‘What was really satisfying for us,’ Faulkner says, ‘is that, really, those guys that were doing all of these experiments way back – probably working with what was a very rudimentary stopwatch and some food colouring – kind of had the idea right.’
What’s more, the team’s detailed analysis of calcium and glutamate waves, combined with mathematical modelling, gave new insights into their transport that placed glutamate back under the spotlight. Their model casts glutamate as a leading Ricca’s factor, which is released in damaged leaves and diffuses through neighbouring plant cells along the passages that link together their cell walls. The calcium wave, meanwhile, is relegated to a ‘read-out’ of glutamate busting open the GLR cell doors as it passes through. When a big vein is severed, they suggest, glutamate also gets into the xylem vessels, which transport it to distant leaves via water flow. If correct, this model offers a simpler model for wound signalling than some might have expected.
The bigger picture
But this new version of events poses yet more questions. Toyota, for example, isn’t yet convinced that a glutamate signal can explain very long-distance signalling. ‘How glutamate can transfer at a very fast speed from the wound site to a distant site, we have no idea.’ In recent work, he applied modern techniques to Ricca’s original test subject – the shameplant – observing fluorescent calcium signals and electrical signals travelling in tandem to trigger leaf-closing within seconds of touching the leaves. He says that in this case it’s still unknown what drives the calcium signal so fast.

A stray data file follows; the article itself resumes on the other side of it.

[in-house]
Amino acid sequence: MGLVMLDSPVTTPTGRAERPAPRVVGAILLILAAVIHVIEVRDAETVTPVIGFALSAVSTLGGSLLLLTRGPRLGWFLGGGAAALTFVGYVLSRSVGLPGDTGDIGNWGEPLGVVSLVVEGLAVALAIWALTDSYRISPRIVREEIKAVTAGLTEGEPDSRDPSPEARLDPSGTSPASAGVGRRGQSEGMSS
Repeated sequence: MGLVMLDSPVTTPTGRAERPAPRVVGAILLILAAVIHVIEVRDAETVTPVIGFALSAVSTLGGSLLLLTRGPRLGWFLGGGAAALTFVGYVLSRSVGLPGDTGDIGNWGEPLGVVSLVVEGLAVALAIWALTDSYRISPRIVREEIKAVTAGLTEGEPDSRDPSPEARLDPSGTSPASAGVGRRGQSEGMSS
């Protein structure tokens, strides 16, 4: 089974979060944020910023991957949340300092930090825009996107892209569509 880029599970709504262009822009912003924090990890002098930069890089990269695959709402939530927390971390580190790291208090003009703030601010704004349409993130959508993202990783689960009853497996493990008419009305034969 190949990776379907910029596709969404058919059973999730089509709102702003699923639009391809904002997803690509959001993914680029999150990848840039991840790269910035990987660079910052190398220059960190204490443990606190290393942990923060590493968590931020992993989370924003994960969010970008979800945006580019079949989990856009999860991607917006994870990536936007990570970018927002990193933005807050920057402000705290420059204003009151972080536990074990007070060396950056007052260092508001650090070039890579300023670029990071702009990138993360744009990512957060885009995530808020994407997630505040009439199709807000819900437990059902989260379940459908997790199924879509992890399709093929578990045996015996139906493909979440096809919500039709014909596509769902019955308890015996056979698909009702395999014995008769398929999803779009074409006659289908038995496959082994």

As Costa points out, Faulkner’s results centre on glutamate signals travelling from one leaf to the next in seedlings. But his own team’s latest experiments also show a rapid increase in glutamate that occurs at distant sites, in larger plants. Interestingly, they saw this glutamate signal even in the absence of any cutting or crushing; when they used sorbitol to draw water from the roots of hydroponically grown rockcress, creating osmotic stress, they still saw a response in leaves and what would become the main flower head. So what Costa is suggesting is that the primary signal is actually a change in water pressure inside cells, while glutamate opening the calcium gates is what happens further downstream, in distant parts of the plant.
In our model, it’s not just diffusion
It seems likely that plants are, in fact, operating more than one system, with the leaf-to-leaf and root-to-leaf systems potentially differing. While Farmer likes the John Innes team’s work ‘very much’ and agrees that it can ‘explain an awful lot about triggering the calcium signal’ near to a wound, he also believes that water fluxes and pressure changes may have an important part to play in longer distance signalling. So, while glutamate and other Ricca’s factors may spread locally near to wounds, his most recent model emphasises how these chemicals draw water out of cells by changing their membrane potential. In this model, the water fluxes help to ‘siphon’ Ricca’s factors or what Farmer calls ‘elicitors’ into the water-carrying xylem vessels, so they can be transported further away. Meanwhile, waves of membrane depolarisation are linked to fast electrical signalling. ‘So in our model, it’s not just diffusion,’ he says. ‘It’s a bit more complicated.’
As Faulkner says, the mechanism they’ve uncovered is probably only one piece of a much bigger puzzle – there are probably many more factors involved in plant signalling, and response, just waiting to be discovered. But unlike for calcium and glutamate, she says, ‘We have no sensors. So we have to start at the beginning again.’ Plants, it turns out, don’t need to have brains to be complicated.
Hayley Bennett is a science writer based in Bristol, UK